Photo: Courtesy of the Johnson family
Ernest Johnson, accomplished researcher and educator, dies
Posted February 11, 2008; 12:51 p.m.
Renowned educator and researcher Ernest Johnson, an expert in process control, nuclear fusion power and hazardous waste management, died Feb. 2. He was 89.
Johnson spent nearly four decades at Princeton after joining the Department of Chemical Engineering in 1948. He was a veritable institution in the department throughout his tenure at Princeton -- highly respected for his research, adored for his teaching and well known for his entertaining tales.
"Ernie, as we all knew him, was loved and admired by everyone with whom he interacted because of his wisdom, gentleness and nobility of spirit," said Pablo Debenedetti, the Class of 1950 Professor in Engineering and Applied Science and acting chair of chemical engineering. "He was a repository of knowledge about the history of the chemical engineering department and a gifted story-teller."
An active member of the Princeton community, Johnson held a variety of leadership positions at the department and University levels over the years.
"Ernie was a wonderful raconteur at any occasion, from advising graduate students to reminiscing with visiting alumni," said William Russel, dean of the Graduate School and the Arthur W. Marks '19 Professor of Chemical Engineering. "But he was also a substantive citizen of the University, acting as department chair after the death of Leon Lapidus [from 1977 to 1978], traveling with staff from the Office of Development and serving as special adviser to the president when Harold Shapiro took office. Many of us have benefited from Ernie's contributions to Princeton and will remember him fondly."
Johnson participated in the planning of the Engineering Quadrangle, which was dedicated in 1962. He also served as associate dean of the faculty from 1962 to 1966.
From 1955 until his retirement from the University in 1986, Johnson was closely affiliated with the Princeton Plasma Physics Laboratory, assessing technological barriers to developing controlled nuclear fusion as a source for plentiful and environmentally benign power. His work involved devising conceptual designs for commercial power plants.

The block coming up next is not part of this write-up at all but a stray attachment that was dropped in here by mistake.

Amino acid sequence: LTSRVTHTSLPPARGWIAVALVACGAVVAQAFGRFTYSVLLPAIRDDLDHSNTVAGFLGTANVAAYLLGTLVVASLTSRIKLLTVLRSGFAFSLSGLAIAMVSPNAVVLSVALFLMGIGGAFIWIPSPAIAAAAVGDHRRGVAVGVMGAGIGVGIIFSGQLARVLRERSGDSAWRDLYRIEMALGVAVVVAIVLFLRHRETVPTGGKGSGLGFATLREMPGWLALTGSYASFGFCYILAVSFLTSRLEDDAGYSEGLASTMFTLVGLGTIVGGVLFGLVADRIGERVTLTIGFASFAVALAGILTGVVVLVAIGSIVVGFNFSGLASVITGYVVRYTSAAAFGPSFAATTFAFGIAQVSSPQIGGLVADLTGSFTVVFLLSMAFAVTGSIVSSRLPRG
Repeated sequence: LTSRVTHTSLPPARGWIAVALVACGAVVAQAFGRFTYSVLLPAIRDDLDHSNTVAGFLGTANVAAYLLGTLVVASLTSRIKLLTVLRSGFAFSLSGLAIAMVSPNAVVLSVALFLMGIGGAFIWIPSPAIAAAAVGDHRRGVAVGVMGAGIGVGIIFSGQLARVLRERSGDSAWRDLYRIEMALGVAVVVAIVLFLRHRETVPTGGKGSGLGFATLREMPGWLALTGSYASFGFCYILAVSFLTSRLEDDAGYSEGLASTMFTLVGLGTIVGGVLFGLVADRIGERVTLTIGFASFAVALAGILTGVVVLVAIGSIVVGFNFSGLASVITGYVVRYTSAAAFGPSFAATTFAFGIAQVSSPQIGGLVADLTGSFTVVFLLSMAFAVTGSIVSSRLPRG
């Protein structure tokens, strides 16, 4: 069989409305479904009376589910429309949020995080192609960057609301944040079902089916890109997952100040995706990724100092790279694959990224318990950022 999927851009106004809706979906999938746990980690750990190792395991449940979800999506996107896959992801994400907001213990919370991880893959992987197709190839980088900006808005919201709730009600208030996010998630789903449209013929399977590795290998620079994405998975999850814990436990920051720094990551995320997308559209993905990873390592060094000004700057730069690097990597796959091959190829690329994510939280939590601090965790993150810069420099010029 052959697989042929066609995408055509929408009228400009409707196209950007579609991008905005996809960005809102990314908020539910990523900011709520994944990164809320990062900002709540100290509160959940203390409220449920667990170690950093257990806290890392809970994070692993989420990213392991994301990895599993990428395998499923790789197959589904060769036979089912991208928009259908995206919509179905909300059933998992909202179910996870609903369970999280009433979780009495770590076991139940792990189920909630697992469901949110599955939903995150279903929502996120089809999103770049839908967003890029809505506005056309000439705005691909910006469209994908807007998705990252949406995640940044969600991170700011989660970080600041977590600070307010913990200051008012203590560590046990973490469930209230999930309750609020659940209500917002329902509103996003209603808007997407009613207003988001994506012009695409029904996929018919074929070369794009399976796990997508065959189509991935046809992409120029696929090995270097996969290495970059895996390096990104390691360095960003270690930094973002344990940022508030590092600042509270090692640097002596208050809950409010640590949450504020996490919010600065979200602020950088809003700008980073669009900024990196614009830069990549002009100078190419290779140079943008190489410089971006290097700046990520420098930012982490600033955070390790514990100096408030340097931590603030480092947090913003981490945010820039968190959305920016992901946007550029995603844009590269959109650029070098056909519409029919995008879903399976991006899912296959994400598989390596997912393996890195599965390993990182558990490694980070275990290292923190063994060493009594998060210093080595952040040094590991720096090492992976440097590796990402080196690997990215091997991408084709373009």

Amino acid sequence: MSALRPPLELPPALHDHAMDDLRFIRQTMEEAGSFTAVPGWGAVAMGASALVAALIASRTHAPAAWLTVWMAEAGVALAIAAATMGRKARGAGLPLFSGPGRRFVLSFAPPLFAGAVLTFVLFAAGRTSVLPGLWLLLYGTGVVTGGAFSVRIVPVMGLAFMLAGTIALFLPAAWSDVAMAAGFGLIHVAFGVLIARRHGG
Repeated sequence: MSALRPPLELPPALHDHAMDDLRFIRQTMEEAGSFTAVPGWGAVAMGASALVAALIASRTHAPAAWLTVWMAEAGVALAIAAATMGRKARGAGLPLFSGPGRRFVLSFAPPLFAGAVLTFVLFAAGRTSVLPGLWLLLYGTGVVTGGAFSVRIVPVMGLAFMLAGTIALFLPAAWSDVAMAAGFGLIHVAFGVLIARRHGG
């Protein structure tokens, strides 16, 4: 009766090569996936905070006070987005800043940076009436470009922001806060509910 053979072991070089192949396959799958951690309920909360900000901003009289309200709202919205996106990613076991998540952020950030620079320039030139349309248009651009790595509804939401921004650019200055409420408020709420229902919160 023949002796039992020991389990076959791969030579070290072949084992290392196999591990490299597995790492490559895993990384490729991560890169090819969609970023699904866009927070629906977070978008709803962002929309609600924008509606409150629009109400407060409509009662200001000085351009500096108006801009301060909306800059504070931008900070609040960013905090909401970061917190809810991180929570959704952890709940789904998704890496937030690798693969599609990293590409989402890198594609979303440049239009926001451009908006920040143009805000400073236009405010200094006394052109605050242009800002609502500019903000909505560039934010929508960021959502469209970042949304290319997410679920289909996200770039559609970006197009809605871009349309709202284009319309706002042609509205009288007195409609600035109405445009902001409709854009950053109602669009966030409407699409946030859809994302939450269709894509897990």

Johnson's legacy at Princeton continues to this day. Each year, one graduating senior is elected by his or her classmates to receive the Ernest Johnson Award. The award was established in 1985 by the Central Jersey Section of the American Institute of Chemical Engineers (AICHE) and is presented annually to the senior in the Department of Chemical Engineering at Princeton deemed by classmates to have displayed exemplary character, service, spirit and leadership. Additionally, the Engineering Quadrangle is home to the Ernest F. Johnson Undergraduate Lounge, which was established in 1995 by a gift from Henry S.P. Kao, a 1973 chemical engineering graduate alumnus.
"Professor Johnson and I developed a very close relationship throughout the years," said Kao, the chairman and chief executive officer of Wah Ming Hong Holdings Ltd. in Hong Kong. "He was a scholar, a gentleman, always very supportive of the needs of his students and never over-demanding. He very much let his students run their own course and lent a helping hand when asked. In this way, he believed his research students could mature faster."